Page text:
Ten months ago, top UFC featherweight prospect Yair Rodriguez was one second away from losing the biggest fight of his career when he pulled off a miracle. Bloody and exhausted and down on the judges’ scorecards, Rodriguez had retreated before one final charge from his opponent, “The Korean Zombie” Chan Sung Jung. Only this time, rather than moving backward with his head raised as he had throughout the fight, Rodriguez—who faces off vs. Jeremy Stephens in Saturday’s UFC Fight night in an ESPN+ live stream—ducked down and, as Jung rushed toward him, blindly threw his elbow up like a man starting a lawnmower, catching Jung right on the jaw.
The Korean Zombie’s head snapped back and he collapsed unconscious just as the buzzer sounded to end the fight.
Pandemonium ensued. No one—not the commentators, not the referee, not the fans—knew what had happened. Had the knockout been caused by an illegal headbutt or was it a legitimate strike? And if it was legitimate, had it happened before the bell rang, or was the Korean Zombie, despite lying facedown on the floor, the winner? After a few minutes of confusion and video replays, it was clear that the near-impossible had happened: Rodriguez had landed a legal strike at 4:59 of the fifth round, literally the last possible moment of the fight.
With that stunning move, the young Mexican sensation had both snatched victory from the jaws of defeat and created something new in MMA: a reverse up-elbow knockout. It was an act of desperation and invention and madness that, in a moment, expanded the possibilities of the sport.
Nearly a full year after that improbable knockout, Rodriguez is headlining his first main event in his home country, the culmination of the UFC’s strategy to use the high-flying, death-defying Chihuahua native to win the Mexican market. It’s a strategy that’s been in the works ever since the budding star won The Ultimate Fighter: Latin America title in 2014 at the tender age of 22. At times, though, the road has been fraught.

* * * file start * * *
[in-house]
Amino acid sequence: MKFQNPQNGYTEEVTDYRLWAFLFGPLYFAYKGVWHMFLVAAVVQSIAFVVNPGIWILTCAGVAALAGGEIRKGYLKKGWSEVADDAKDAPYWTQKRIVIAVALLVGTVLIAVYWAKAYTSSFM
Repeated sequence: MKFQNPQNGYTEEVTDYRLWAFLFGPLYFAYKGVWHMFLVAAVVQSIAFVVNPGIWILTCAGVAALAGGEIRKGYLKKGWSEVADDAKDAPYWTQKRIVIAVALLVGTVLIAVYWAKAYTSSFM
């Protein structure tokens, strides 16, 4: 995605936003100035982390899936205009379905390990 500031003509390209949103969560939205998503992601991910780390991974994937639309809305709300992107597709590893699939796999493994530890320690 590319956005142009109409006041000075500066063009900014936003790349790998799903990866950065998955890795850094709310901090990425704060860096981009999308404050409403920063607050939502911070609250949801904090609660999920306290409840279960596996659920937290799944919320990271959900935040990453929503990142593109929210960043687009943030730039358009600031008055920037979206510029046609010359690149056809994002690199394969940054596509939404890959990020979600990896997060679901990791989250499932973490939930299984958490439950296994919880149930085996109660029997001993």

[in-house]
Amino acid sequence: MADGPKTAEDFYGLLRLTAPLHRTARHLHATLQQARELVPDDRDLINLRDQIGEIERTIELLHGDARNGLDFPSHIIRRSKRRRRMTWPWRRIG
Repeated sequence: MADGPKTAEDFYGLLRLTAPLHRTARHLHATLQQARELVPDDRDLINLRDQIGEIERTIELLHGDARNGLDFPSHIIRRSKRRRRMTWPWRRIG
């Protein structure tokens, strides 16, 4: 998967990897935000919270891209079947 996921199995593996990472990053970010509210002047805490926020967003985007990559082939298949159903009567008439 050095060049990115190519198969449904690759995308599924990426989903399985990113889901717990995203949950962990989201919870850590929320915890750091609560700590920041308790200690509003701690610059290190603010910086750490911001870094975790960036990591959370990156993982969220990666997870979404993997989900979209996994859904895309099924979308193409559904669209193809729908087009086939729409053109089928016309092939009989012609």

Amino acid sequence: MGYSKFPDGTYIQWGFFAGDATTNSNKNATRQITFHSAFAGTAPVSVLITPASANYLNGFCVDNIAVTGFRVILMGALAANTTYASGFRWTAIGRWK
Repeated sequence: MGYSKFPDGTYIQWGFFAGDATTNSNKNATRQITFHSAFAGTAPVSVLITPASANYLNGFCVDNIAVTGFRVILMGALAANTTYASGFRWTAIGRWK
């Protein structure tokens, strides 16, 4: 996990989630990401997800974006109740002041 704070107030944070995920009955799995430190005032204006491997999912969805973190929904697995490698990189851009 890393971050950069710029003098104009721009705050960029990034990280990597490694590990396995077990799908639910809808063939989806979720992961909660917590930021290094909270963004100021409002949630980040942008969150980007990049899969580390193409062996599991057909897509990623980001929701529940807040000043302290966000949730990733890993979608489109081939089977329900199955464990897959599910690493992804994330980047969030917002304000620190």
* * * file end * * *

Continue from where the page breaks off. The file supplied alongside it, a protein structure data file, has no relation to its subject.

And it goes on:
For a brief moment, in fact, all the UFC’s well-laid plans seemed to have been blown to dust. First Rodriguez (11-2) was humbled and bloodied by veteran Frankie Edgar in a 2017 fight that saw the previously irrepressible fighter wilt and collapse under Edgar’s relentless pressure. Then in mid-2018, disputes over Rodriguez’s follow-up fight led to the UFC temporarily kicking him out of the promotion.
But now, back in the UFC’s good graces and with an iconic moment on his résumé, Rodriguez is finally taking his rightful place on top of a card in Mexico. Meeting him there will be the 33-year-old Stephens (28-16), who has been fighting professionally since Rodriguez was 12. Rodriguez and Stephens represent opposite ends of a philosophical and generational spectrum. Where Rodriguez is in the vanguard of a new, creative, ultra-athletic movement in MMA, undoing opponents with wild spinning strikes and leaping kicks and even the occasional never-before-seen reverse up-elbow, Stephens is an old-school, bite-down-on-your-mouthpiece brawler, moving forward and throwing haymakers with all his might. He has no time for wild experimentation.